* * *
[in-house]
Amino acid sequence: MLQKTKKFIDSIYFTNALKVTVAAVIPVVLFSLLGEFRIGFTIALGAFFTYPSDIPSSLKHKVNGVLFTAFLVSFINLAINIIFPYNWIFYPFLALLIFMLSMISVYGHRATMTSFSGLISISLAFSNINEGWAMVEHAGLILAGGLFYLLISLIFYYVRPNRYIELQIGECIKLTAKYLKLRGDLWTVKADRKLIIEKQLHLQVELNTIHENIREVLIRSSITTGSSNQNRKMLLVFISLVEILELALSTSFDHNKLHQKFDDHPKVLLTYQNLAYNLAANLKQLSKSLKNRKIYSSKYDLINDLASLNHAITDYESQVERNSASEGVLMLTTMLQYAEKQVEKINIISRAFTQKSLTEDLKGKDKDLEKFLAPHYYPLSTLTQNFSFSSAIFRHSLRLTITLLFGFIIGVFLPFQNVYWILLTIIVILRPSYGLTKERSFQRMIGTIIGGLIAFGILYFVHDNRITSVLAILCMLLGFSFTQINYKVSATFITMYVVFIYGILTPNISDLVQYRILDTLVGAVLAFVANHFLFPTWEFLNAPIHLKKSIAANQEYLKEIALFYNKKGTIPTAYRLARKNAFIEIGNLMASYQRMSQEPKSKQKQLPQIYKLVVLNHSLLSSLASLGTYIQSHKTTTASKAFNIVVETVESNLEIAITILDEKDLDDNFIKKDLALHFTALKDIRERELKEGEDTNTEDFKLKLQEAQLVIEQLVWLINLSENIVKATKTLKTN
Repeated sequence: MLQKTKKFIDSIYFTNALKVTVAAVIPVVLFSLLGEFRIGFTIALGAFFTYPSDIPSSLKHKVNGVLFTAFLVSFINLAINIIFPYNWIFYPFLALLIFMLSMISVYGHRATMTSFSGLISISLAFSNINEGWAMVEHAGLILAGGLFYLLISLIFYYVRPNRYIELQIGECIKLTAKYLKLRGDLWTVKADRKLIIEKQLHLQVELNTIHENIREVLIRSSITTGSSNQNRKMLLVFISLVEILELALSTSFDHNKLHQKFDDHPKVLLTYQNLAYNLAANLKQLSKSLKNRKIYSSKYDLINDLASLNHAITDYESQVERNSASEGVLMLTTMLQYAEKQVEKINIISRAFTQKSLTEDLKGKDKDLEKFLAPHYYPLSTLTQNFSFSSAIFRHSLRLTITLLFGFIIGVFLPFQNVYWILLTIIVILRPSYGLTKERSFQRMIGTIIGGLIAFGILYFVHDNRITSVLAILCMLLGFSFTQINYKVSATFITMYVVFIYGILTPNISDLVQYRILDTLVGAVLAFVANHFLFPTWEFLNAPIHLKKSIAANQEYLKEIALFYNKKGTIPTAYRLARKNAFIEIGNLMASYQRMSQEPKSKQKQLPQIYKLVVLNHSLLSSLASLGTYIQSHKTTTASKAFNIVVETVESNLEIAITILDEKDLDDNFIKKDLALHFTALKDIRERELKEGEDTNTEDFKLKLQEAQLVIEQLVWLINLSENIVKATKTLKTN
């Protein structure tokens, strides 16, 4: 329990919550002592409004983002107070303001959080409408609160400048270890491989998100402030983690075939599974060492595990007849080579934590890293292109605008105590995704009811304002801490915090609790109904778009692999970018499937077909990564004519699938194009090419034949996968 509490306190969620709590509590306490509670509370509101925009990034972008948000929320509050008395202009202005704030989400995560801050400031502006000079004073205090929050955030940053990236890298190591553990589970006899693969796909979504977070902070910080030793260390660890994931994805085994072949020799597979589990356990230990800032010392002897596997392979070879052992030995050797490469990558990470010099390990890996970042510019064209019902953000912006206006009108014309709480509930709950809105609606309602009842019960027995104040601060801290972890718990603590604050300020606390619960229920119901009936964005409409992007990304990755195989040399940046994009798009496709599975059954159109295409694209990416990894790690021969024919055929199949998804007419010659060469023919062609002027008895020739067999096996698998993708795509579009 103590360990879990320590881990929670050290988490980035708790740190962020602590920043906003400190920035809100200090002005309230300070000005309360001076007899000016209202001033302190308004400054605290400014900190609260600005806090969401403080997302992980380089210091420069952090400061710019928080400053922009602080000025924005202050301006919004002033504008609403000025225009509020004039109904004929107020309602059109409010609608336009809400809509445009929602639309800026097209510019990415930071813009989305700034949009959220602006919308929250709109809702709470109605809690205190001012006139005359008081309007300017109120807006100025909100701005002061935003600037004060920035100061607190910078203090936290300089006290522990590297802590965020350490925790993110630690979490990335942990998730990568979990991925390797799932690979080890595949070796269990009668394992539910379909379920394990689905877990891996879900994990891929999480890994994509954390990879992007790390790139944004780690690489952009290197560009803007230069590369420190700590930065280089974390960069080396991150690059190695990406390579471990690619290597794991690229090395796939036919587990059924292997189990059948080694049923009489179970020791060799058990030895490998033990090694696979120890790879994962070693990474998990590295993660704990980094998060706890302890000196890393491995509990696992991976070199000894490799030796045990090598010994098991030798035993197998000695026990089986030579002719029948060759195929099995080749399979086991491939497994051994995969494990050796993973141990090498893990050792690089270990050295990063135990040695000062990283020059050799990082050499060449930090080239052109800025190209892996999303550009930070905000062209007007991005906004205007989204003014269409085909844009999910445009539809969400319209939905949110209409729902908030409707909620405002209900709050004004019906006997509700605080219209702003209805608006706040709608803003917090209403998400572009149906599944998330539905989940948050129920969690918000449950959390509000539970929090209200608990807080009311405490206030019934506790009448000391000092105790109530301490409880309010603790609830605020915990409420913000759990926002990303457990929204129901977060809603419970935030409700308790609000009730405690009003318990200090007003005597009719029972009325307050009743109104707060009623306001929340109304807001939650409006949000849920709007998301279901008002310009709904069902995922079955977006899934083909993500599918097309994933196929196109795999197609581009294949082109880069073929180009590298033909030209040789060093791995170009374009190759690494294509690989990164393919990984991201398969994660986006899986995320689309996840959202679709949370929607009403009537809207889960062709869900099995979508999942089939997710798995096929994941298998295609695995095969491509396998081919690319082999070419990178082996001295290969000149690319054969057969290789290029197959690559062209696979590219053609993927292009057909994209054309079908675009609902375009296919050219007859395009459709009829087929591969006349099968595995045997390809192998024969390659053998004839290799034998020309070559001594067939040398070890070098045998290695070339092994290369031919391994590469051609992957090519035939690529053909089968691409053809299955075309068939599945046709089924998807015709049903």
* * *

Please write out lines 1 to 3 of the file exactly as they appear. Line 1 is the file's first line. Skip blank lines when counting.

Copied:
[in-house]
Amino acid sequence: MLQKTKKFIDSIYFTNALKVTVAAVIPVVLFSLLGEFRIGFTIALGAFFTYPSDIPSSLKHKVNGVLFTAFLVSFINLAINIIFPYNWIFYPFLALLIFMLSMISVYGHRATMTSFSGLISISLAFSNINEGWAMVEHAGLILAGGLFYLLISLIFYYVRPNRYIELQIGECIKLTAKYLKLRGDLWTVKADRKLIIEKQLHLQVELNTIHENIREVLIRSSITTGSSNQNRKMLLVFISLVEILELALSTSFDHNKLHQKFDDHPKVLLTYQNLAYNLAANLKQLSKSLKNRKIYSSKYDLINDLASLNHAITDYESQVERNSASEGVLMLTTMLQYAEKQVEKINIISRAFTQKSLTEDLKGKDKDLEKFLAPHYYPLSTLTQNFSFSSAIFRHSLRLTITLLFGFIIGVFLPFQNVYWILLTIIVILRPSYGLTKERSFQRMIGTIIGGLIAFGILYFVHDNRITSVLAILCMLLGFSFTQINYKVSATFITMYVVFIYGILTPNISDLVQYRILDTLVGAVLAFVANHFLFPTWEFLNAPIHLKKSIAANQEYLKEIALFYNKKGTIPTAYRLARKNAFIEIGNLMASYQRMSQEPKSKQKQLPQIYKLVVLNHSLLSSLASLGTYIQSHKTTTASKAFNIVVETVESNLEIAITILDEKDLDDNFIKKDLALHFTALKDIRERELKEGEDTNTEDFKLKLQEAQLVIEQLVWLINLSENIVKATKTLKTN
Repeated sequence: MLQKTKKFIDSIYFTNALKVTVAAVIPVVLFSLLGEFRIGFTIALGAFFTYPSDIPSSLKHKVNGVLFTAFLVSFINLAINIIFPYNWIFYPFLALLIFMLSMISVYGHRATMTSFSGLISISLAFSNINEGWAMVEHAGLILAGGLFYLLISLIFYYVRPNRYIELQIGECIKLTAKYLKLRGDLWTVKADRKLIIEKQLHLQVELNTIHENIREVLIRSSITTGSSNQNRKMLLVFISLVEILELALSTSFDHNKLHQKFDDHPKVLLTYQNLAYNLAANLKQLSKSLKNRKIYSSKYDLINDLASLNHAITDYESQVERNSASEGVLMLTTMLQYAEKQVEKINIISRAFTQKSLTEDLKGKDKDLEKFLAPHYYPLSTLTQNFSFSSAIFRHSLRLTITLLFGFIIGVFLPFQNVYWILLTIIVILRPSYGLTKERSFQRMIGTIIGGLIAFGILYFVHDNRITSVLAILCMLLGFSFTQINYKVSATFITMYVVFIYGILTPNISDLVQYRILDTLVGAVLAFVANHFLFPTWEFLNAPIHLKKSIAANQEYLKEIALFYNKKGTIPTAYRLARKNAFIEIGNLMASYQRMSQEPKSKQKQLPQIYKLVVLNHSLLSSLASLGTYIQSHKTTTASKAFNIVVETVESNLEIAITILDEKDLDDNFIKKDLALHFTALKDIRERELKEGEDTNTEDFKLKLQEAQLVIEQLVWLINLSENIVKATKTLKTN